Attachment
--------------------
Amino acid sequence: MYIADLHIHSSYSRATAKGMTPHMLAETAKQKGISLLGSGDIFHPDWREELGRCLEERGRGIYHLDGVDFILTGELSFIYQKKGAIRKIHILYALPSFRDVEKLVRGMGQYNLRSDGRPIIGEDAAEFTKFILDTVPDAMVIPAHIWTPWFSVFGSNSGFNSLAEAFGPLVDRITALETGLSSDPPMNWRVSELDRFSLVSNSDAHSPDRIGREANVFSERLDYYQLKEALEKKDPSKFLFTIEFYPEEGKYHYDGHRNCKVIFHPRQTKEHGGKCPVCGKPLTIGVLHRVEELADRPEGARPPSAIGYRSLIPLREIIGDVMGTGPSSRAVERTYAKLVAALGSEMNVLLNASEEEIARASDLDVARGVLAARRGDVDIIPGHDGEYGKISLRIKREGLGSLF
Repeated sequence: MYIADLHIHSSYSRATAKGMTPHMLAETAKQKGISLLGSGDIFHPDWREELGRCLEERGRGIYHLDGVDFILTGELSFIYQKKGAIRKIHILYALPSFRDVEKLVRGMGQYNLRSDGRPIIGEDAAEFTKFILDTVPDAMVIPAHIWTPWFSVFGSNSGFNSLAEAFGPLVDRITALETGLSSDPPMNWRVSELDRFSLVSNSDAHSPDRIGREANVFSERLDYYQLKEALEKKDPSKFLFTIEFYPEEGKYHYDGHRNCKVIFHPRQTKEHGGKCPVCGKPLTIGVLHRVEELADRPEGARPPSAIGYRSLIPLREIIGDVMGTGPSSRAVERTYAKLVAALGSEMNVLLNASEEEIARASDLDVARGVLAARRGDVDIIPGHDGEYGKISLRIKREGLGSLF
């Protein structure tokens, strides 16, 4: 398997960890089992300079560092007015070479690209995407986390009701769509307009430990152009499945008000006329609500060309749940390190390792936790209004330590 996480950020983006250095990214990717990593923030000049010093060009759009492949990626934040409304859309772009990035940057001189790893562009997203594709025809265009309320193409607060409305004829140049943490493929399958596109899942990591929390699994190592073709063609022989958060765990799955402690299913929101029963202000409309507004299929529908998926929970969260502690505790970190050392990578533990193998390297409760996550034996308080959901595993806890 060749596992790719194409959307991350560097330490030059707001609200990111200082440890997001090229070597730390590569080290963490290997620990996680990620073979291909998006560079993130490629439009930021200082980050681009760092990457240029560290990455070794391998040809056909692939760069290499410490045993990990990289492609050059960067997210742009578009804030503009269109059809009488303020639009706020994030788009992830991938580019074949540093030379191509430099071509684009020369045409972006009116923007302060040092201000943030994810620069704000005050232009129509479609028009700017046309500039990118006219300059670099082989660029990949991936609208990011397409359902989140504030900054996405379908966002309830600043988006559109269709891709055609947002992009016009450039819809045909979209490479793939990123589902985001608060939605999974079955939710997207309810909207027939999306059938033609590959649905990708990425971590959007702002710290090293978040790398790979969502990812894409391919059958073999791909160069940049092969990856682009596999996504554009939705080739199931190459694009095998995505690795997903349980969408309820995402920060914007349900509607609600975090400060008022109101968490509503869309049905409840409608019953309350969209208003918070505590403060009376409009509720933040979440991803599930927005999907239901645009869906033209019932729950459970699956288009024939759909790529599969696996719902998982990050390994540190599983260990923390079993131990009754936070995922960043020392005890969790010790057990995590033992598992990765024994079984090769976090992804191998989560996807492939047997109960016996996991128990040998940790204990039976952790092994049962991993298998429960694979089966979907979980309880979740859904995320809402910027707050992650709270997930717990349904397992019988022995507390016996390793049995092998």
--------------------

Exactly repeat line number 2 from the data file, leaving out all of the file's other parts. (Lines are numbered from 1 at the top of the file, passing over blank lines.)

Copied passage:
Repeated sequence: MYIADLHIHSSYSRATAKGMTPHMLAETAKQKGISLLGSGDIFHPDWREELGRCLEERGRGIYHLDGVDFILTGELSFIYQKKGAIRKIHILYALPSFRDVEKLVRGMGQYNLRSDGRPIIGEDAAEFTKFILDTVPDAMVIPAHIWTPWFSVFGSNSGFNSLAEAFGPLVDRITALETGLSSDPPMNWRVSELDRFSLVSNSDAHSPDRIGREANVFSERLDYYQLKEALEKKDPSKFLFTIEFYPEEGKYHYDGHRNCKVIFHPRQTKEHGGKCPVCGKPLTIGVLHRVEELADRPEGARPPSAIGYRSLIPLREIIGDVMGTGPSSRAVERTYAKLVAALGSEMNVLLNASEEEIARASDLDVARGVLAARRGDVDIIPGHDGEYGKISLRIKREGLGSLF